I could spend days answering questions like that – which, incidentally, is why I write these daily articles (hi!), but the problem with articles is that I can only go so deep.

If you want to really learn the ins and outs of making enrollment fun and profitable, a deep dive would help.

And for a limited time, that deep dive can take the shape of a weekly meeting, where I train you step by step, personally and live, in how to sell your work with integrity and profit.

Because those two *can* go together.

Here’s what a student, Zoey Zoric, had to say:

“This course has really changed how I approach sales, and how I approach my clients.

Your weekly homework assignments had me look for opportunities, and start conversations with people I’d normally never approach.

Selling has become something infinitely more fun- it’s a completely different game now”.

Now Zoey is an artist – and artists are some of the most encumbered people, where it comes to dealing with selling. To go to ‘infinitely more fun’ in 10 weeks is, I believe I can say, a lot.

And, halfway through the course her views and skills had already changed so much, that she had – I believe – 27 or 35 sales in a 1-weekend art show.

Such is the result of learning my ways…

Enrollment is open for the pilot programme, at $950 for ten weeks, live personal sessions, with direct email access. Limited seats (I’m actually thinking of taking on only 5 students instead of 10).

Want to go from ‘selling sucks&I don’t know how’ to ‘I can do this and I enjoy it’, the way Zoey did?

Then hit that reply button, and let me know. I’ll be in touch with details…

Cheers,

Martin

Wanting Something From People VS Having Something for People

Had a chat last night with an old friend – one of the guys who used to visit the monastery. He’s in business too these days, so it was fun to chat and compare notes.

And once again, I had someone tell me “I don’t like selling”.

“I don’t like that the moment you have something for sale, it’s nasty because it means you want something from people”.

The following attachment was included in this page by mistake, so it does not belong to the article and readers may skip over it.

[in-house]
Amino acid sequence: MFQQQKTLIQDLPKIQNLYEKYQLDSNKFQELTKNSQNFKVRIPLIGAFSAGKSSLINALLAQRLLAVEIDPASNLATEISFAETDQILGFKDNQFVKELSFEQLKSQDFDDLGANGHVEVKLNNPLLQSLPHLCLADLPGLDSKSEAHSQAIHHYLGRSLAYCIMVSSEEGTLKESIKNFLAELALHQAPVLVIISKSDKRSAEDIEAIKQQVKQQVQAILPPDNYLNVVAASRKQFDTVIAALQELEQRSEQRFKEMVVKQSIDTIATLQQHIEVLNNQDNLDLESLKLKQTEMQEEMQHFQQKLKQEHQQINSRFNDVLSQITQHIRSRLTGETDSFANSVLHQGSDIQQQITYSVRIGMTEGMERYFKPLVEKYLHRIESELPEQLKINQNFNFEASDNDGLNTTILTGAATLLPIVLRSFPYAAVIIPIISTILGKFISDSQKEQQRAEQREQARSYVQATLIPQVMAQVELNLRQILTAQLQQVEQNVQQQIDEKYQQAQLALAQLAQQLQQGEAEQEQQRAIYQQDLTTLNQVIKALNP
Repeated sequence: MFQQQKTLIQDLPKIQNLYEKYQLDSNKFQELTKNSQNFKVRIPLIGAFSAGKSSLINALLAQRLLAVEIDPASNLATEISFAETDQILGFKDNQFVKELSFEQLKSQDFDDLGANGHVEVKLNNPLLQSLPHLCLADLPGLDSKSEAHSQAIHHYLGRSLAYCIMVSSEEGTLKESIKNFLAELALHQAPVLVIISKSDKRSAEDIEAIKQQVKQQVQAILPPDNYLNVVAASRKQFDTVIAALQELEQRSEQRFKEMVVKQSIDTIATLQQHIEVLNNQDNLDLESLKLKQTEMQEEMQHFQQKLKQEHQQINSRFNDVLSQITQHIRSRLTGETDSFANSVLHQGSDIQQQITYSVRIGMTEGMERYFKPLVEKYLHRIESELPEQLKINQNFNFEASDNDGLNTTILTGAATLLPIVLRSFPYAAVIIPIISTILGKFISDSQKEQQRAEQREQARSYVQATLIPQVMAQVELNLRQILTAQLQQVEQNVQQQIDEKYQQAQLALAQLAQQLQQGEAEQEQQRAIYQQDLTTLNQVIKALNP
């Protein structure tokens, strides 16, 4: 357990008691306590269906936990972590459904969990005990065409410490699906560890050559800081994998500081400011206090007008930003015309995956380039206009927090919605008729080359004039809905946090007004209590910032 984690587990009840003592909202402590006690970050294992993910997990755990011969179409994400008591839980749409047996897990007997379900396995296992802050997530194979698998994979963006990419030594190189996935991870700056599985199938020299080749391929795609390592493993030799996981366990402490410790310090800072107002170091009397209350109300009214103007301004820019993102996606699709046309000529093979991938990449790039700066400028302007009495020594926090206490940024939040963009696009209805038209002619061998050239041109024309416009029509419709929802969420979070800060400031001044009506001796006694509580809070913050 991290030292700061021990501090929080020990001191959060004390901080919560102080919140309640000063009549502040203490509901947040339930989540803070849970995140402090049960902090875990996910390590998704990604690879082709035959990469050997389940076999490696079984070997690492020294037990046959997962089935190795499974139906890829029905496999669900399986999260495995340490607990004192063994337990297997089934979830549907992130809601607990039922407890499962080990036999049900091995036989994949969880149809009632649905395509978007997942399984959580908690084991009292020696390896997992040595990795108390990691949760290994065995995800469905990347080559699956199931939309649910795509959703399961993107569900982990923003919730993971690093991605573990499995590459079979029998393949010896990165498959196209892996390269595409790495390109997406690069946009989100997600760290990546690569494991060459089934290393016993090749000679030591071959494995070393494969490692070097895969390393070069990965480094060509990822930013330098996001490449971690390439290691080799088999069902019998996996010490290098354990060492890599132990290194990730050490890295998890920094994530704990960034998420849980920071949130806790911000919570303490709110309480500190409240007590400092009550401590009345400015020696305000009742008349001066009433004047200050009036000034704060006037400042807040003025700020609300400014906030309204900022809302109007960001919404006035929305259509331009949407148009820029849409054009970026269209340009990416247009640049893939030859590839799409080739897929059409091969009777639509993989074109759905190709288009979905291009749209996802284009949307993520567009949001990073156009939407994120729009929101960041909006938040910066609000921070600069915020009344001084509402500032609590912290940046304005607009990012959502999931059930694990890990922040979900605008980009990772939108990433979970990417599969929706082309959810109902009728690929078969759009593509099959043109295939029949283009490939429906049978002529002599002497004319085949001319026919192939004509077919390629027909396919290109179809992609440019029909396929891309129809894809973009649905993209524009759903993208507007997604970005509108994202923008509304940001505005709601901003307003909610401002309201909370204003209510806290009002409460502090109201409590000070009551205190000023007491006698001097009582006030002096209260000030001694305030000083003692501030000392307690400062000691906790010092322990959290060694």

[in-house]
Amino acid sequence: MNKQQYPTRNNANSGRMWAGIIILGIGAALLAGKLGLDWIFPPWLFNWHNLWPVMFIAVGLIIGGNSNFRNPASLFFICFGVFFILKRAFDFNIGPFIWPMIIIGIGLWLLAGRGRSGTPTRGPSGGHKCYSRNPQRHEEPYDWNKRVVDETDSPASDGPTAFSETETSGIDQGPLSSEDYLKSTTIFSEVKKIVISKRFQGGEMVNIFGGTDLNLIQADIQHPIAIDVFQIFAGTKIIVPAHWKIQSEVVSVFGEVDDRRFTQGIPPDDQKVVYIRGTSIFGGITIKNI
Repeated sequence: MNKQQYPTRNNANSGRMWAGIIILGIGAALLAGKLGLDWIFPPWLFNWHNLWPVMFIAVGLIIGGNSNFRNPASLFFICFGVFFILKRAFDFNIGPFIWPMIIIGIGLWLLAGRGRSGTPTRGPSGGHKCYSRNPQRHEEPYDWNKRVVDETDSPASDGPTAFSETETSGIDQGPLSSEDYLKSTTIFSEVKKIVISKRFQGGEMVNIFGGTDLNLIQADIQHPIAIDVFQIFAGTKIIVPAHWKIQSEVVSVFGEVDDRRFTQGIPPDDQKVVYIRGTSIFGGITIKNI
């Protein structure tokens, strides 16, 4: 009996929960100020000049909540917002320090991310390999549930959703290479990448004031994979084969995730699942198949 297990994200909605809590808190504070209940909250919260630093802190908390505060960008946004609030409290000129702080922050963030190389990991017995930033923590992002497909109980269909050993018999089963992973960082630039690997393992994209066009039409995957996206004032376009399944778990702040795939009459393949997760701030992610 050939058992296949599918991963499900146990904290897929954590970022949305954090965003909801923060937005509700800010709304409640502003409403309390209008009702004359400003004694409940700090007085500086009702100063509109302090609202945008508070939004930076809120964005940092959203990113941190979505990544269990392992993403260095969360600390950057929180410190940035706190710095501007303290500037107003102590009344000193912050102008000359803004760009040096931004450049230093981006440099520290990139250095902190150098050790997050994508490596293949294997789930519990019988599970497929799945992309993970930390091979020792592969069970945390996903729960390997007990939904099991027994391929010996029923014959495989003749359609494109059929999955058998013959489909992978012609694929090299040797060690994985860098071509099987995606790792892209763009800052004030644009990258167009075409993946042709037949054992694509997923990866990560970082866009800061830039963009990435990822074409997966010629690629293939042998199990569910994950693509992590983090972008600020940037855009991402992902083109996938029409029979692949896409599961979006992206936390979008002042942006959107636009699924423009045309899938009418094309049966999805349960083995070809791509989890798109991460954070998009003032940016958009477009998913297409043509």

Is that true though?

Me I’ve got plenty for sale, but I don’t want anything from anyone.

I want things *for* other people – not *from* other people.

I want for readers to enjoy a daily dose of healthy business thinking.

I want for clients to get the very best of me, and for them to transform their life and their business.

And for potential clients, I want for them to make the best possible decision, whether that means working with me, or not. Both outcomes are fine, as long as the outcome is best for you.

So my friend suffers from two problems: first is the good-egg problem, where the better kind of person somene is, the more they prevent themselves from getting out there and helping people.
It’s a very common thing.

Th second problem is in his way of thinking, because:

It’s never about getting anything from people. Not for people like us.

And, when you sell from the heart, when you enroll because you’d truly love to work with that person and they themselves buy in voluntarily, you’re not taking anything: you’re giving.

And as long as the sales conversation goes on, you get to give them super powerful and enjoyable conversation, one that will help and be remembered.

And if the stars align, the other person will stop you and say ‘How do I get more of this?’ or ‘When do we start?’ or ‘Take my money!’ – all of which are things I’ve been told.

It isn’t ‘I want something from you’, it’s: ‘If you’re this kind of person, I have something for you’.

And when it’s ‘no sale’?